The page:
Some days ago I came across a snidely gloating article in the Guardian newspaper headlined “Satanists plan statue to stand alongside Ten Commandments in Oklahoma.” The article’s explanatory subhead read “A decision to erect a Christian monument outside the statehouse could backfire as Satanists demand religious parity.”
Bobby Cleveland, a Republican representative in the Oklahoma legislature dismissed the Satanists’ demand. “I think these Satanists are a different group,” Cleveland said. “You put them under the nut category.”
As I read this response I couldn’t help but see it as an example of the tragic consequences connected with the fact that American politicians are out of touch with the common sense morality that was once characteristic of Americans. Take, for example the argument Abraham Lincoln made against Stephen Douglas in their famous debates:
He [Douglas] insists that, upon the score of equality, the owners of slaves and owners of property – of horses and every other sort of property should be alike and hold them alike in a new Territory. That is perfectly logical, if the two species of property are alike and are equally founded in right. But if you admit that one of them is wrong,
you cannot institute any equality between right and wrong (Oct.7, 1858, Debate at Galesburg, Ill.)
When Judge Douglas says that whoever, or whatever community, wants slaves, they have a right to have them, he is perfectly logical if there is nothing wrong in the institution; but if you admit that it is wrong, he cannot logically say that anybody has a right to do wrong. (October 13, 1858 Debate at Quincy, Illinois)
Lincoln relies upon the connection between having rights and doing what is right. He recognizes, as the logical consequence of that connection, that it makes no sense to say that “anybody has a right to do wrong.”
Tragically, these days even well-intentioned Americans, anxious to respect and preserve the moral heritage of our country, have learned to forget this common sense reasoning. For years, and at the highest levels (like FDR’s Four Freedoms Speech) we have accepted the facile equation of rights and freedom. Yet when someone abuses their freedom (i.e., their capacity to act without hindrance) in order to defraud, rob, rape, murder or forcibly enslave another, who denies that it is an essential function of law to apprehend and punish them, and in other ways (by moral education, for instance) to prevent and discourage such actions.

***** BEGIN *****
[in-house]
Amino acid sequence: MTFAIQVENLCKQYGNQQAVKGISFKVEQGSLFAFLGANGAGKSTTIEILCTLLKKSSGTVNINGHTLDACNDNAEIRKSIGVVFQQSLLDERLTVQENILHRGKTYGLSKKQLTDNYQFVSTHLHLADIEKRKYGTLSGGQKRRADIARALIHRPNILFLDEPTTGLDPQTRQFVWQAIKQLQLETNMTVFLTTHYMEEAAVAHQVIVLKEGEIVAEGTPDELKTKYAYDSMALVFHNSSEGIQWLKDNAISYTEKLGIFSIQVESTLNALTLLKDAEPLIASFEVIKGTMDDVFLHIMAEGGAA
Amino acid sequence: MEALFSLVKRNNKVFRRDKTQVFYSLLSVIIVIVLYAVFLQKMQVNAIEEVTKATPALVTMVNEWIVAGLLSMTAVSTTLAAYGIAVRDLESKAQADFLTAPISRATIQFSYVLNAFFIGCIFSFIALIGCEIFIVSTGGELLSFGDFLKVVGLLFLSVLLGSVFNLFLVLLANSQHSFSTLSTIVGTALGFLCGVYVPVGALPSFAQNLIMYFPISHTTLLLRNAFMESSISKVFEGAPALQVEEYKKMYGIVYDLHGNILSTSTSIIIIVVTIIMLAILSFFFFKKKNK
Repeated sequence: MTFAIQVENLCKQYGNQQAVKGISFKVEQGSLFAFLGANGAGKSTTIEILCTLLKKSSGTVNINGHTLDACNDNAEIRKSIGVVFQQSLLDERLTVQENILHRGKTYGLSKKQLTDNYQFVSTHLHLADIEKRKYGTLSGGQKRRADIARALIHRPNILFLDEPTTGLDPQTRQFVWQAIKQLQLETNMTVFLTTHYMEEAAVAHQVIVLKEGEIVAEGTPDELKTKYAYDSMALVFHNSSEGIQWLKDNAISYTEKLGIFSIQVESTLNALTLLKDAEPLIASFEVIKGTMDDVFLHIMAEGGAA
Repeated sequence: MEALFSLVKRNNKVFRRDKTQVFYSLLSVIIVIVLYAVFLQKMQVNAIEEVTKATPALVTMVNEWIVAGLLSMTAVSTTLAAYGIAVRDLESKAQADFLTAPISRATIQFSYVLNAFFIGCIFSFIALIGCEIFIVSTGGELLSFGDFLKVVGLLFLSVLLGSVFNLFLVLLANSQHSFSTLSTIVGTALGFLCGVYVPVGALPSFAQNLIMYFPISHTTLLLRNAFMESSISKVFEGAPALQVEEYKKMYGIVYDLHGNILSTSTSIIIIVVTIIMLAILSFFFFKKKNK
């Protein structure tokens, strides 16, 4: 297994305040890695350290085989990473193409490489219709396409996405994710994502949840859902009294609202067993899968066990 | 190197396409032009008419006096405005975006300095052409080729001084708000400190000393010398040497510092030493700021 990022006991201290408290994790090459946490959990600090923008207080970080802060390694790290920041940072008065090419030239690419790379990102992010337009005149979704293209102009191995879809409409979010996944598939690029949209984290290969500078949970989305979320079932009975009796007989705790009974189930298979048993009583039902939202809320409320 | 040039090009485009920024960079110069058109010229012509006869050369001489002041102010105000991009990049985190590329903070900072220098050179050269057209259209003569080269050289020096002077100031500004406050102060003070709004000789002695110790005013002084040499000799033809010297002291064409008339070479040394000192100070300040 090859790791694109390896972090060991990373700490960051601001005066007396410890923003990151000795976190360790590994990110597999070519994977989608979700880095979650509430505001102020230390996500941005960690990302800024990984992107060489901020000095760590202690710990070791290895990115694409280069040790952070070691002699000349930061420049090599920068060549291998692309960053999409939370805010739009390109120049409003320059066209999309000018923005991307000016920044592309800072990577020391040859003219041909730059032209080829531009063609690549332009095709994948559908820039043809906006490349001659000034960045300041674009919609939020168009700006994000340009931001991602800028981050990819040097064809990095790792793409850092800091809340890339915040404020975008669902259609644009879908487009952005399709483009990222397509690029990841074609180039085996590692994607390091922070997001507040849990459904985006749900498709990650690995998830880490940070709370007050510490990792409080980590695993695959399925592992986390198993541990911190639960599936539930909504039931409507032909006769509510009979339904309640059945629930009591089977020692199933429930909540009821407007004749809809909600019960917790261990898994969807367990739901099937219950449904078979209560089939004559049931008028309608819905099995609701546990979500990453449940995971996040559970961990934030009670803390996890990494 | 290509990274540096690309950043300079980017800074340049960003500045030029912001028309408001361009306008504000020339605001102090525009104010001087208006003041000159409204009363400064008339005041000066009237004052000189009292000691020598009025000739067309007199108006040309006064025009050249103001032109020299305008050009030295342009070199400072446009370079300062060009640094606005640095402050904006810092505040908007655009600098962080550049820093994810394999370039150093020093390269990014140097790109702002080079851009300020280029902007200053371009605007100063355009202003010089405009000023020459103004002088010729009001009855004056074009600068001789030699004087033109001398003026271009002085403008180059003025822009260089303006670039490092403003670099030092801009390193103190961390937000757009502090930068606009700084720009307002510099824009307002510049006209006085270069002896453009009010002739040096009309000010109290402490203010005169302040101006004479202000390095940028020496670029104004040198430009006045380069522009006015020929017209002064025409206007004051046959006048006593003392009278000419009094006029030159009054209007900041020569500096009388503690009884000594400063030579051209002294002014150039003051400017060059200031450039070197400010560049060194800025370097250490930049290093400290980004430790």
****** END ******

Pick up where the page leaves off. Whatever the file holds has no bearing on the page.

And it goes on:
The American Declaration of Independence makes it clear that the fundamental purpose of government is to secure God-endowed unalienable rights. Thus the Declaration not only confirms the connection between right and rights, it recognizes the authority of the Creator God as the substantiating authority which determines the substance of right. This means that, when dealing with different or opposing claims of right, those responsible for wielding the powers of government must observe the distinction between right and wrong, as substantiated by the authority of the Creator God.
The people of the United States, and of all the States respectively, derive their claim to constitutional self-government from the logic of right and rights set forth in the Declaration of Independence. This claim logically depends on the existence and authority of the Creator, nature’s God, the source and author of all true laws, including the laws of nature.
When Satanists pretend to assert an equal right to use public property to promote whom they worship, their claim has to be judged in light of that authority. But who is Satan? He is the adversary of God, the one who wars without let or hindrance against God’s authority.
Supreme Court Justice Oliver Wendell Holmes is credited with the observation that one man’s right to swing his fist ends where another man’s nose begins. It has become a maxim of Constitutional law, as well as common sense, that one has no one has the right to raise a false alarm of fire in a crowded theater. Thus both individual and public right may logically supersede this or that exercise of freedom.
Is there a public right more fundamental to the people of the United States than their right to live under governments “deriving their just powers from the consent of the governed”? If the authority of the Creator God is the primordial premise of the logic which justifies this claim of right, doesn’t the use of public resources (including real estate) to disparage and undermine that authority strike a blow at the very foundation of public liberty in the United States? Doesn’t the claim of Satanists to “religious parity” end where that fundamental public right begins?
In order to protect the exercise of political and religious liberty from noxious government interference, it may be prudent to allow this denial as a matter of private action, privately supported and carried out. But is it consistent with the public good to use public property or other resources to exalt and honor the character of Satan? His whole identity consists in opposition to the authority of the Creator, the authority that substantiates the understanding of right and government that is the archetype of the people’s common good.
The representatives of the people, in Oklahoma and every other State, and in the U.S. Congress as well, have the perfect right, in fact the sworn duty, to distinguish between government actions that support and promote the foundation of the Constitution they are sworn to uphold, and those that disparage and weaken it. Far from being required to institute “any equality between right and wrong” they have a sworn duty to secure right against wrong, and to discriminate, on public grounds, against any who exalt and encourage wrongdoing, including the primordial wrongdoing Satan represents.